I had no savings, no plan, and over a hundred grand in student loans.  I had made one of the biggest mistakes of my life.

What I Figured Out

I have an addictive mind.  I always have.  I can trace it all the way back to when I was a teenager and I found Christ.  I wasn’t satisfied just being a regular Christian, I had to be a saint.  I fasted regularly and prayed obsessively because I believed there was a true formula for holiness and I was going to reach it.  When I turned eighteen and discovered the nightclub…I had to be there every weekend.  When I was accepted into the seminary, my job couldn’t be just any job – it had to be a call from God.

On and on and on, Endorpha, Dopamine and Sera kept coaxing me into believing the next best thing would eventually send me to a place of external bliss.  Just like a drug addict who uses chemicals to experience an eternal high, I used the natural sisters in my brain to balance me out.

***

Peace,

Ed

 

 

 

 

Figure It Out Friday: Enraptured By A Wrap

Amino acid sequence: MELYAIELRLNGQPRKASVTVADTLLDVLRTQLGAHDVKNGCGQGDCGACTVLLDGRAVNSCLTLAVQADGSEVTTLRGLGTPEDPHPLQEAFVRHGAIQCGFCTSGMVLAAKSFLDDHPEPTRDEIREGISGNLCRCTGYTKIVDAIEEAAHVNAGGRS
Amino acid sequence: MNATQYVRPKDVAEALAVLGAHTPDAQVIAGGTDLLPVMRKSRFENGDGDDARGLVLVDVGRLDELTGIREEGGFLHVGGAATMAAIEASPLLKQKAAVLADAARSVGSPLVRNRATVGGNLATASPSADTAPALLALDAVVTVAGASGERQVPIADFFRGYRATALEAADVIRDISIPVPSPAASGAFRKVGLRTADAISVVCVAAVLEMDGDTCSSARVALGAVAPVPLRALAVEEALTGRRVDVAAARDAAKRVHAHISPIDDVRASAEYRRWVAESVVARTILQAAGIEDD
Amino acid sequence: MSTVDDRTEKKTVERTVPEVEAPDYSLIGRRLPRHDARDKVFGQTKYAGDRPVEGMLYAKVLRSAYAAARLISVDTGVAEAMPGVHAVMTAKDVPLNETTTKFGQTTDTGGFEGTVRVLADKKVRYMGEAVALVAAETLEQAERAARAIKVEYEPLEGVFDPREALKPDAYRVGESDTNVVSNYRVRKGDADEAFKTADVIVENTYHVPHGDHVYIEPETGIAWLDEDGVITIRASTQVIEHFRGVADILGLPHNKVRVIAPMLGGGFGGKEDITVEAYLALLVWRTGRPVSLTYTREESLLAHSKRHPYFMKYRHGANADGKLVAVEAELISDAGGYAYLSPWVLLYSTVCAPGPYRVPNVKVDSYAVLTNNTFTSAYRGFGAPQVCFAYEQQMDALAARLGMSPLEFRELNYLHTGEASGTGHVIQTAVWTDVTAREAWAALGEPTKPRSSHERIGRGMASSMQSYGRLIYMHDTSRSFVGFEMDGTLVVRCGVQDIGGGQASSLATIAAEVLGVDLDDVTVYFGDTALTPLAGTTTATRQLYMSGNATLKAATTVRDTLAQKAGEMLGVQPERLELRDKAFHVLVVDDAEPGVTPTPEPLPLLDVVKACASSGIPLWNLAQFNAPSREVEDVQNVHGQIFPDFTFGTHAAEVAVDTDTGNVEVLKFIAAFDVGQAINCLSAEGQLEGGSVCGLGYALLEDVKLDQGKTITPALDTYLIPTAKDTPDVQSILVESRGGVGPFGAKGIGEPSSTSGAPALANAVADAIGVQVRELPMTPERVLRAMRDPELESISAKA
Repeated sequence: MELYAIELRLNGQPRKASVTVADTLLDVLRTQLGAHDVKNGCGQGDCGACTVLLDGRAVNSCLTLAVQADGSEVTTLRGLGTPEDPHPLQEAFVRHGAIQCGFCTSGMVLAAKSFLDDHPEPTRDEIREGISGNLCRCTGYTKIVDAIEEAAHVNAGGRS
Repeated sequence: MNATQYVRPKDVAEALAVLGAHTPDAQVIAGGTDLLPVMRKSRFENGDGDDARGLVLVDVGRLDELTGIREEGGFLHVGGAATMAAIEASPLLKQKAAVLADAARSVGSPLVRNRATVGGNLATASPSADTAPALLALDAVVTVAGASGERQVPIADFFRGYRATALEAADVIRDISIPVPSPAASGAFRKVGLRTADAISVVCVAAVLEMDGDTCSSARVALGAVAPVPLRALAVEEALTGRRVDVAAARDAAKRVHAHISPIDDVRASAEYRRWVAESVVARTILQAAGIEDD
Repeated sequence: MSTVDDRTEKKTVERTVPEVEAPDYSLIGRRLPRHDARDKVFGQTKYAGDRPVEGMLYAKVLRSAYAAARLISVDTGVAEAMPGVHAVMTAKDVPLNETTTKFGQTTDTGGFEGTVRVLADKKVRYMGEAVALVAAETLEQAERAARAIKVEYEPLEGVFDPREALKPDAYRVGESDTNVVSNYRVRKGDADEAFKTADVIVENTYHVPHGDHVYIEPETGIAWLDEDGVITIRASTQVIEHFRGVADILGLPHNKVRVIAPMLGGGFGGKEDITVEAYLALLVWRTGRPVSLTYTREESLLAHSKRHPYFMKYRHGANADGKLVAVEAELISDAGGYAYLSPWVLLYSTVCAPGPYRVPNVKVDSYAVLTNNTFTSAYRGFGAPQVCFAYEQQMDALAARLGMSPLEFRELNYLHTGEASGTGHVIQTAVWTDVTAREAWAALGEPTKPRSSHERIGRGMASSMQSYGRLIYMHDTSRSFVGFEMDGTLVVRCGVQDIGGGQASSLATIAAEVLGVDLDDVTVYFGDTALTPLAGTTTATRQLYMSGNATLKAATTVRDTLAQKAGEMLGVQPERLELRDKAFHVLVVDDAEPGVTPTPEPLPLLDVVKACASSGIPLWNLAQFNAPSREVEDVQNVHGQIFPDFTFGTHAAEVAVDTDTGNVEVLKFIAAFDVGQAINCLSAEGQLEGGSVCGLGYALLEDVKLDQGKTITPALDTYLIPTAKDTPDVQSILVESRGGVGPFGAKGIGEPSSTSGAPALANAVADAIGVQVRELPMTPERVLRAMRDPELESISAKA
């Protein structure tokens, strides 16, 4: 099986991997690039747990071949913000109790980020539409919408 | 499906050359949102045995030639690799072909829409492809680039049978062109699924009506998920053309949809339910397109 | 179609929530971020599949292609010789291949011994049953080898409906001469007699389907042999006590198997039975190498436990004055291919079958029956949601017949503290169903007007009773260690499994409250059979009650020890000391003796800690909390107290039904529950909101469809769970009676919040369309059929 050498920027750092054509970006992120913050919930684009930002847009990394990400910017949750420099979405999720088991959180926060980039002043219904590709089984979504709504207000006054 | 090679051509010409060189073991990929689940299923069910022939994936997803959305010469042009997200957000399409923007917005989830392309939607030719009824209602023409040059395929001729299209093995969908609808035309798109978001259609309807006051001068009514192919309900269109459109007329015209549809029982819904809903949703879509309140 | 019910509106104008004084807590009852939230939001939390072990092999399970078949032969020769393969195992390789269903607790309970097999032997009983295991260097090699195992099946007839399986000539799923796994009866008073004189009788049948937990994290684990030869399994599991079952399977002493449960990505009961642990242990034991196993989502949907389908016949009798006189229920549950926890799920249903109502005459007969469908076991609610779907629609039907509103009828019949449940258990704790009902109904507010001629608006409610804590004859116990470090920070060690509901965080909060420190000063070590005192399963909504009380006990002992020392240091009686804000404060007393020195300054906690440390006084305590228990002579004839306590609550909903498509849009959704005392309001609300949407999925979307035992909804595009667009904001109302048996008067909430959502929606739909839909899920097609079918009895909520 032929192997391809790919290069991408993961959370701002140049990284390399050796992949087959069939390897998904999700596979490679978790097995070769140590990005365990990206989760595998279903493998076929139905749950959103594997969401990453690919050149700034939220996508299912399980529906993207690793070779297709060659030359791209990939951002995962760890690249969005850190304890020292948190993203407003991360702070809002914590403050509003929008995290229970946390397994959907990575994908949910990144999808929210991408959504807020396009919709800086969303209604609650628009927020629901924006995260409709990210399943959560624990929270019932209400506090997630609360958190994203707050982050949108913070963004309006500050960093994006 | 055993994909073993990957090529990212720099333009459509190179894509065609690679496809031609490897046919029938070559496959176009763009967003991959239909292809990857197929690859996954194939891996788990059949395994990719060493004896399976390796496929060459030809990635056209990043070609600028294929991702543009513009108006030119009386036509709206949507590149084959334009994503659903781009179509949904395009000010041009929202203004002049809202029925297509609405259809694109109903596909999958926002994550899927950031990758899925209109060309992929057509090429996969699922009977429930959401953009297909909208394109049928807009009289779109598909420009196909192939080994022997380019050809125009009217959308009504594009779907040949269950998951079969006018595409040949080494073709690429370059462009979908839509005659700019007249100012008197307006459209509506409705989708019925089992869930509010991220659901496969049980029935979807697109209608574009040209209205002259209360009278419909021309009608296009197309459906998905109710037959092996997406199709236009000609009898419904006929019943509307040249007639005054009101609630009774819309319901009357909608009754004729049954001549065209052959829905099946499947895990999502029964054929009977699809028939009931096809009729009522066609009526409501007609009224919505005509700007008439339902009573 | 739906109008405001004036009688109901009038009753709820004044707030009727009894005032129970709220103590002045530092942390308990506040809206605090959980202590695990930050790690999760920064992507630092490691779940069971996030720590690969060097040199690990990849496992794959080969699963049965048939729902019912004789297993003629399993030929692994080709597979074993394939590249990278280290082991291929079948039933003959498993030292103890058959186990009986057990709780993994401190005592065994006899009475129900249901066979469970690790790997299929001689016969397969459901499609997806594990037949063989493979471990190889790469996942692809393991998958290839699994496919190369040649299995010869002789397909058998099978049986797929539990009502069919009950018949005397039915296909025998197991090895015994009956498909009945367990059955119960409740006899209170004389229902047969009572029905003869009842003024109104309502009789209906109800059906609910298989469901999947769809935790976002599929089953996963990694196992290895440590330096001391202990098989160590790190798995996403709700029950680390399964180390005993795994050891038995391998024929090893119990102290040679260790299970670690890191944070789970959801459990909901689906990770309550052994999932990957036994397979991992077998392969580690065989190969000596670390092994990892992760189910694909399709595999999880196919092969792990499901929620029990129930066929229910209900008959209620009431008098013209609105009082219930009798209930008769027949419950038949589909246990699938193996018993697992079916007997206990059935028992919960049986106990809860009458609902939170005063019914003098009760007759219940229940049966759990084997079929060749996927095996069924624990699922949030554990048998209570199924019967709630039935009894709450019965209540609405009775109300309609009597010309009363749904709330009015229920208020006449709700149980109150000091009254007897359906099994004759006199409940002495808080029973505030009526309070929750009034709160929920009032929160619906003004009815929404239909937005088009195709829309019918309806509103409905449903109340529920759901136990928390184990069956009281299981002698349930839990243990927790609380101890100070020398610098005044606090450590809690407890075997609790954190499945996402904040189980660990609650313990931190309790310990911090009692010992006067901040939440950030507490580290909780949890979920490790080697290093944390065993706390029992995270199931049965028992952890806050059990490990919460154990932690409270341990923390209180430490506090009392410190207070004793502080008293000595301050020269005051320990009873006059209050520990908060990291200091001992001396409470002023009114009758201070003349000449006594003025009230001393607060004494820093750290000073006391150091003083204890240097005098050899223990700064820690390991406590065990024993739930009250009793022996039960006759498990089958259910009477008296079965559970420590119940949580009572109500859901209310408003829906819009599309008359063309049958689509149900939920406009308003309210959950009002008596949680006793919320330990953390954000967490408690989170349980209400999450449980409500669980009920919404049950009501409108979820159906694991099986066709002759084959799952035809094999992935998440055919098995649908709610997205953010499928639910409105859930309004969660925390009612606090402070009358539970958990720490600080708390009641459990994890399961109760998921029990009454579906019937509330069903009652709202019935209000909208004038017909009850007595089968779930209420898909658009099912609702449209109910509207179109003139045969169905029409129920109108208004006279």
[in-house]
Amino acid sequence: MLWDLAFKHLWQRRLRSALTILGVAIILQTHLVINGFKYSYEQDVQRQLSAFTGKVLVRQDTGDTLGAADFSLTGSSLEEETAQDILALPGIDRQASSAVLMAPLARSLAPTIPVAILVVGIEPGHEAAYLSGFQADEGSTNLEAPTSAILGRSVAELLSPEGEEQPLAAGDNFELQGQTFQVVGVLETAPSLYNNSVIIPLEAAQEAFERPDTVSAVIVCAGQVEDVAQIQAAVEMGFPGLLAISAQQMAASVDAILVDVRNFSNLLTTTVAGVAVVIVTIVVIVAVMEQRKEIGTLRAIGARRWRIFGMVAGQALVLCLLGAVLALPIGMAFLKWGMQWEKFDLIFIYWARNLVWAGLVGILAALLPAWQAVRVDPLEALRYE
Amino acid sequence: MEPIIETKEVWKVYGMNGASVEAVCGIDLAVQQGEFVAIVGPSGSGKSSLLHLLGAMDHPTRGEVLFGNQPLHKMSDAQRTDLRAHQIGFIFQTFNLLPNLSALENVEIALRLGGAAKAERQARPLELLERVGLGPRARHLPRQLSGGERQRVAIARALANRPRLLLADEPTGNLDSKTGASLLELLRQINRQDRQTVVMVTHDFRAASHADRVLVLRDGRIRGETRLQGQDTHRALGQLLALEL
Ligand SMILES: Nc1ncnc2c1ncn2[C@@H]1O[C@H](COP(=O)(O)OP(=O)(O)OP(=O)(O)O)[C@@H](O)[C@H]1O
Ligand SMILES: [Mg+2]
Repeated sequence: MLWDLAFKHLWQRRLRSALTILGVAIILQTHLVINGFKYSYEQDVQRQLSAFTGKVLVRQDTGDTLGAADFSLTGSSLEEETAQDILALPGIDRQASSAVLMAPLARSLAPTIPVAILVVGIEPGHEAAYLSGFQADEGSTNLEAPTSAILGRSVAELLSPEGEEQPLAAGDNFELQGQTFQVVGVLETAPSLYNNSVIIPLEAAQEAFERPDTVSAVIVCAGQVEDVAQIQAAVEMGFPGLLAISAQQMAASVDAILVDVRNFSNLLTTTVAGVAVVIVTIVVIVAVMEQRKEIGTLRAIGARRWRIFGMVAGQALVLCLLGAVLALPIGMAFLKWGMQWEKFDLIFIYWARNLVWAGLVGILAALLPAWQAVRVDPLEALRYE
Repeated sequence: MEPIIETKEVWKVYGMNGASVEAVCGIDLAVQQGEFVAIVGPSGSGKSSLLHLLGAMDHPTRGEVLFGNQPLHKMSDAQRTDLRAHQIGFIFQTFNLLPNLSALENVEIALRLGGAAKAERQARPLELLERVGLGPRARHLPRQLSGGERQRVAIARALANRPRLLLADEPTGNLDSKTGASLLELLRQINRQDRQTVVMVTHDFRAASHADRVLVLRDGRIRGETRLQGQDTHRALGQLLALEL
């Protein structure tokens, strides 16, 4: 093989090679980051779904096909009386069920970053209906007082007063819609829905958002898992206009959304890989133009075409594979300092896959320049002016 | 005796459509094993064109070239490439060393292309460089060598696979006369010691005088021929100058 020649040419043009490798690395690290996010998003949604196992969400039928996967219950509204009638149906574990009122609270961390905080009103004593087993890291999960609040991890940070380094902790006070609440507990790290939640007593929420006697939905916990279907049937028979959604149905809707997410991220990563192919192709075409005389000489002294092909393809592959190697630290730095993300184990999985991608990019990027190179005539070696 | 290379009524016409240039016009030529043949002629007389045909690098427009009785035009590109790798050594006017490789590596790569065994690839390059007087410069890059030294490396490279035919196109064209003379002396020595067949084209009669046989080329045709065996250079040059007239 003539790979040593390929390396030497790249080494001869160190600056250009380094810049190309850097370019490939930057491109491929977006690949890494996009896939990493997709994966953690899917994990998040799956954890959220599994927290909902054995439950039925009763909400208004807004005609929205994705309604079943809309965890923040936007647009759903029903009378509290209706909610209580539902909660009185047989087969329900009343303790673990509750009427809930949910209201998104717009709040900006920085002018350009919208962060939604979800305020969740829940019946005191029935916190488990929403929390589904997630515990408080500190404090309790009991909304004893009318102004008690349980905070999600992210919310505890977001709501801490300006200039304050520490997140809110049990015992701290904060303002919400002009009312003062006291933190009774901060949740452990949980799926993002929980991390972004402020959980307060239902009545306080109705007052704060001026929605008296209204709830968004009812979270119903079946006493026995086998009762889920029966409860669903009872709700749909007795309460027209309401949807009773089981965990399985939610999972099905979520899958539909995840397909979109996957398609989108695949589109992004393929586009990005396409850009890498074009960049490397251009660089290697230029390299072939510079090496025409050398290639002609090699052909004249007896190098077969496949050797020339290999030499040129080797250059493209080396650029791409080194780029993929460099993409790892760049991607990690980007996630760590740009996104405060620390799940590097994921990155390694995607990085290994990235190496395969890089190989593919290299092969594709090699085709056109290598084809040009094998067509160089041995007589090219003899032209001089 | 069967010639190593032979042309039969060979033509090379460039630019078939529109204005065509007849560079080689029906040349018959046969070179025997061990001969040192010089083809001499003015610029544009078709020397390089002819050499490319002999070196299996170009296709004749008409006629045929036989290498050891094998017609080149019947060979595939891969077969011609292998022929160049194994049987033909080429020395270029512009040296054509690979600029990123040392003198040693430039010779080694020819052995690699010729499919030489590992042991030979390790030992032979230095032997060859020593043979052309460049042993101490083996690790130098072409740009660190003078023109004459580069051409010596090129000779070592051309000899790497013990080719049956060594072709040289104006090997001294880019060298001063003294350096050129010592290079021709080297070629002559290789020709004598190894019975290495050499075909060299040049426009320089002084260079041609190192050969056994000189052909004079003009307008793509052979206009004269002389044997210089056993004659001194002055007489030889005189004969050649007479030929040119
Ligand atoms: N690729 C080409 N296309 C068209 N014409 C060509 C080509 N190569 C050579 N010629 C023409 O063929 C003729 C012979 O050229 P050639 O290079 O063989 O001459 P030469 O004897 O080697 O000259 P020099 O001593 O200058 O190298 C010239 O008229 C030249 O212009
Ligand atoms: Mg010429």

Donna Tilly was nervously trying to lock the front door of her classroom which made the collection of keys around her key chain rattle even louder.  I could tell she was struggling as she tried to remember whether left or right was the proper way to find security.  It’s a simple task but can instantly turn into a huge ordeal if there’s twenty other things on your mind.  The onlooking students stood quietly as her frustration grew.

“Do you need help Mrs. Tilly?” I asked, as she finally found the right turn.  She let out a short exasperated gasp – made her way towards me and whispered, “Daniel’s father was killed in an accident last night and he won’t be returning for a while.”  I didn’t remember who Daniel was but any tragedy that involves a  student deserves a quick dramatic reaction.

**

After two years of teaching second grade, I decided it was time for me to try something different. In my head, third grade was the next logical step in furthering my pedagogy and sharpening my teaching skills.  It was also the year I figured out that no matter how many degrees I had hanging on my wall, there is no preparation for student tragedy. When you work with a child on a daily basis and an event changes their life for good…it can be devastating for all parties involved.